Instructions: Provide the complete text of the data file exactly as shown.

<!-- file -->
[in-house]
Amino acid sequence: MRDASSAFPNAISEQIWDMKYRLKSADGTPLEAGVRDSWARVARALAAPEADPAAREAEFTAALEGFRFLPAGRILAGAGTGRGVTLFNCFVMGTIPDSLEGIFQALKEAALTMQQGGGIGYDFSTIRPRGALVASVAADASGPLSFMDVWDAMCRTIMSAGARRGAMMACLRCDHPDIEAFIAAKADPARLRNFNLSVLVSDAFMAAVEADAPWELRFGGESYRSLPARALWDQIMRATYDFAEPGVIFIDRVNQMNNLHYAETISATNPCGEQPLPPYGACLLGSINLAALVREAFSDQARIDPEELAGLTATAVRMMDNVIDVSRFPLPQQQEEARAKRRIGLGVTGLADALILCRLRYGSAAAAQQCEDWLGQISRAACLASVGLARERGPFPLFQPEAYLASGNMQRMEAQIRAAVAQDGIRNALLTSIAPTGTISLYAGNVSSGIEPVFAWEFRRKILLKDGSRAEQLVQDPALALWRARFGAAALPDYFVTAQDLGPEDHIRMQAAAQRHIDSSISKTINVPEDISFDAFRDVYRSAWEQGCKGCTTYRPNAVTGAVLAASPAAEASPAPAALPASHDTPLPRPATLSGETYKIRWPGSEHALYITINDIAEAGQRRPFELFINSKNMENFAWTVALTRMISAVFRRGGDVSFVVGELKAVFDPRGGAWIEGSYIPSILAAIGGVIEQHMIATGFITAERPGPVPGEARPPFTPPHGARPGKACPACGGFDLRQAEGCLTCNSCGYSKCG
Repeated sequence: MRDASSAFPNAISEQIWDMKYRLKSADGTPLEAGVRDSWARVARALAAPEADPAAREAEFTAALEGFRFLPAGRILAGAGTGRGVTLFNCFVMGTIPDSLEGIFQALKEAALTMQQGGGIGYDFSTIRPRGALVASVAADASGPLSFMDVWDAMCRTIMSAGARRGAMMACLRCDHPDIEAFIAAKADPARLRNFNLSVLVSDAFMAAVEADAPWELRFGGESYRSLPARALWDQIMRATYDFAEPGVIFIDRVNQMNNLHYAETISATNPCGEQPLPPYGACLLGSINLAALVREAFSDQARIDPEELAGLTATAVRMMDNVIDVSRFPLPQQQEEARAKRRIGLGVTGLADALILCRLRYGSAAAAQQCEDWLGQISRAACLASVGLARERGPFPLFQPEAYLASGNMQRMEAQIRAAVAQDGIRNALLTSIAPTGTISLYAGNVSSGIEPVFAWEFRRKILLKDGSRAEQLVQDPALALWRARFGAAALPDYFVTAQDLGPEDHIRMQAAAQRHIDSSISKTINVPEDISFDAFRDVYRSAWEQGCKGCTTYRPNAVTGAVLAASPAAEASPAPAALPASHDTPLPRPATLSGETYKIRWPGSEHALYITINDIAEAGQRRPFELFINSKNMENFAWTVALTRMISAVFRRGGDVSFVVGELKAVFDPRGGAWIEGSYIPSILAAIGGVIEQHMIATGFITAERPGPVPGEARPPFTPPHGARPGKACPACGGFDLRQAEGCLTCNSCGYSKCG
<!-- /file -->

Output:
[in-house]
Amino acid sequence: MRDASSAFPNAISEQIWDMKYRLKSADGTPLEAGVRDSWARVARALAAPEADPAAREAEFTAALEGFRFLPAGRILAGAGTGRGVTLFNCFVMGTIPDSLEGIFQALKEAALTMQQGGGIGYDFSTIRPRGALVASVAADASGPLSFMDVWDAMCRTIMSAGARRGAMMACLRCDHPDIEAFIAAKADPARLRNFNLSVLVSDAFMAAVEADAPWELRFGGESYRSLPARALWDQIMRATYDFAEPGVIFIDRVNQMNNLHYAETISATNPCGEQPLPPYGACLLGSINLAALVREAFSDQARIDPEELAGLTATAVRMMDNVIDVSRFPLPQQQEEARAKRRIGLGVTGLADALILCRLRYGSAAAAQQCEDWLGQISRAACLASVGLARERGPFPLFQPEAYLASGNMQRMEAQIRAAVAQDGIRNALLTSIAPTGTISLYAGNVSSGIEPVFAWEFRRKILLKDGSRAEQLVQDPALALWRARFGAAALPDYFVTAQDLGPEDHIRMQAAAQRHIDSSISKTINVPEDISFDAFRDVYRSAWEQGCKGCTTYRPNAVTGAVLAASPAAEASPAPAALPASHDTPLPRPATLSGETYKIRWPGSEHALYITINDIAEAGQRRPFELFINSKNMENFAWTVALTRMISAVFRRGGDVSFVVGELKAVFDPRGGAWIEGSYIPSILAAIGGVIEQHMIATGFITAERPGPVPGEARPPFTPPHGARPGKACPACGGFDLRQAEGCLTCNSCGYSKCG
Repeated sequence: MRDASSAFPNAISEQIWDMKYRLKSADGTPLEAGVRDSWARVARALAAPEADPAAREAEFTAALEGFRFLPAGRILAGAGTGRGVTLFNCFVMGTIPDSLEGIFQALKEAALTMQQGGGIGYDFSTIRPRGALVASVAADASGPLSFMDVWDAMCRTIMSAGARRGAMMACLRCDHPDIEAFIAAKADPARLRNFNLSVLVSDAFMAAVEADAPWELRFGGESYRSLPARALWDQIMRATYDFAEPGVIFIDRVNQMNNLHYAETISATNPCGEQPLPPYGACLLGSINLAALVREAFSDQARIDPEELAGLTATAVRMMDNVIDVSRFPLPQQQEEARAKRRIGLGVTGLADALILCRLRYGSAAAAQQCEDWLGQISRAACLASVGLARERGPFPLFQPEAYLASGNMQRMEAQIRAAVAQDGIRNALLTSIAPTGTISLYAGNVSSGIEPVFAWEFRRKILLKDGSRAEQLVQDPALALWRARFGAAALPDYFVTAQDLGPEDHIRMQAAAQRHIDSSISKTINVPEDISFDAFRDVYRSAWEQGCKGCTTYRPNAVTGAVLAASPAAEASPAPAALPASHDTPLPRPATLSGETYKIRWPGSEHALYITINDIAEAGQRRPFELFINSKNMENFAWTVALTRMISAVFRRGGDVSFVVGELKAVFDPRGGAWIEGSYIPSILAAIGGVIEQHMIATGFITAERPGPVPGEARPPFTPPHGARPGKACPACGGFDLRQAEGCLTCNSCGYSKCG